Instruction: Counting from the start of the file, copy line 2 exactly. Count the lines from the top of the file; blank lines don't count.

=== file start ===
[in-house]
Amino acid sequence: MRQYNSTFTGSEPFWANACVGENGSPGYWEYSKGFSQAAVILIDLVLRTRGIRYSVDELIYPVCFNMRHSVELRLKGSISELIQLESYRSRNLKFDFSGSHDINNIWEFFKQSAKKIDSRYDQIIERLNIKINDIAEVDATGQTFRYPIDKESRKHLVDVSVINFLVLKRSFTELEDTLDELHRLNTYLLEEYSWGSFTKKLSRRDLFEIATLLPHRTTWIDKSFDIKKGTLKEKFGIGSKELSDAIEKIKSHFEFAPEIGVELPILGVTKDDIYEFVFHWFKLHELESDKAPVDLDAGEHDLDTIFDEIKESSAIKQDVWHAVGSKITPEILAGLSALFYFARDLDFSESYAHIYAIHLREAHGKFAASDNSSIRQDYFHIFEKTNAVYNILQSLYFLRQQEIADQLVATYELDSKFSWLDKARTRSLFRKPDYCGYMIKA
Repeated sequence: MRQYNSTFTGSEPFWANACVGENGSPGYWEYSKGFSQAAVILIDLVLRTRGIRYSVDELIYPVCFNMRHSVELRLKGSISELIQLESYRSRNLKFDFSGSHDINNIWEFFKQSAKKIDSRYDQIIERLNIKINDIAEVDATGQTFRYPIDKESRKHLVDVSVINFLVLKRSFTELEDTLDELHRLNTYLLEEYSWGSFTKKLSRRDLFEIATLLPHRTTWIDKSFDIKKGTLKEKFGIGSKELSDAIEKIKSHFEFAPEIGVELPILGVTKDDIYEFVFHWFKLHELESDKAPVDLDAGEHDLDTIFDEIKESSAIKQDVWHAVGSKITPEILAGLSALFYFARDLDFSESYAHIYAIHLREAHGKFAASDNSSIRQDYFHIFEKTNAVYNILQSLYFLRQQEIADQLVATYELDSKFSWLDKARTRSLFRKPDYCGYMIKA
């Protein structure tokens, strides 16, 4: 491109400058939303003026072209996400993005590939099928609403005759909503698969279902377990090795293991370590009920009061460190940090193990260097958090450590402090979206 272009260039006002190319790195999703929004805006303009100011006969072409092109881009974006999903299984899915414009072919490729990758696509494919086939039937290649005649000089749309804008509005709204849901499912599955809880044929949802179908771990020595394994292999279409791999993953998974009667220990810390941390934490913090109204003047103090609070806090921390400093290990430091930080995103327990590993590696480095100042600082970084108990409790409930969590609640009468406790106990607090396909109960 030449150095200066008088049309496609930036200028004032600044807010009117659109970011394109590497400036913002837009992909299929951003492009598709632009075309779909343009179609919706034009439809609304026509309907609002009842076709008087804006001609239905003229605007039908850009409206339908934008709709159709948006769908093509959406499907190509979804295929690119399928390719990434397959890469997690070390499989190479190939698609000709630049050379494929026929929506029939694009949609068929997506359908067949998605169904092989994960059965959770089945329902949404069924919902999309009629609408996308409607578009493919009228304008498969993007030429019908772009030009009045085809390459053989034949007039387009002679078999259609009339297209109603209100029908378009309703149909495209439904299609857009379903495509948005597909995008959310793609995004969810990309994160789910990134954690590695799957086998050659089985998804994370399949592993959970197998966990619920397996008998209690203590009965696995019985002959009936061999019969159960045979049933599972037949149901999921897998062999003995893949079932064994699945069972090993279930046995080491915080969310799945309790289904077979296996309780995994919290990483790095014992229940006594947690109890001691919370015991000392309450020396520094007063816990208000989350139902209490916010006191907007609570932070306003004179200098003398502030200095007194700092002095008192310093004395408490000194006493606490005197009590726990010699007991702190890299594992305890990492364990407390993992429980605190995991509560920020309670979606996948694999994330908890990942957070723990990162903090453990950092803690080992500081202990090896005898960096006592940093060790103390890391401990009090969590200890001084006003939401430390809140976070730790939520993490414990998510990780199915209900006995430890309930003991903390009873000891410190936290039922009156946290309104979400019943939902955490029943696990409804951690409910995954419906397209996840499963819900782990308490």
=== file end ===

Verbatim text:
Amino acid sequence: MRQYNSTFTGSEPFWANACVGENGSPGYWEYSKGFSQAAVILIDLVLRTRGIRYSVDELIYPVCFNMRHSVELRLKGSISELIQLESYRSRNLKFDFSGSHDINNIWEFFKQSAKKIDSRYDQIIERLNIKINDIAEVDATGQTFRYPIDKESRKHLVDVSVINFLVLKRSFTELEDTLDELHRLNTYLLEEYSWGSFTKKLSRRDLFEIATLLPHRTTWIDKSFDIKKGTLKEKFGIGSKELSDAIEKIKSHFEFAPEIGVELPILGVTKDDIYEFVFHWFKLHELESDKAPVDLDAGEHDLDTIFDEIKESSAIKQDVWHAVGSKITPEILAGLSALFYFARDLDFSESYAHIYAIHLREAHGKFAASDNSSIRQDYFHIFEKTNAVYNILQSLYFLRQQEIADQLVATYELDSKFSWLDKARTRSLFRKPDYCGYMIKA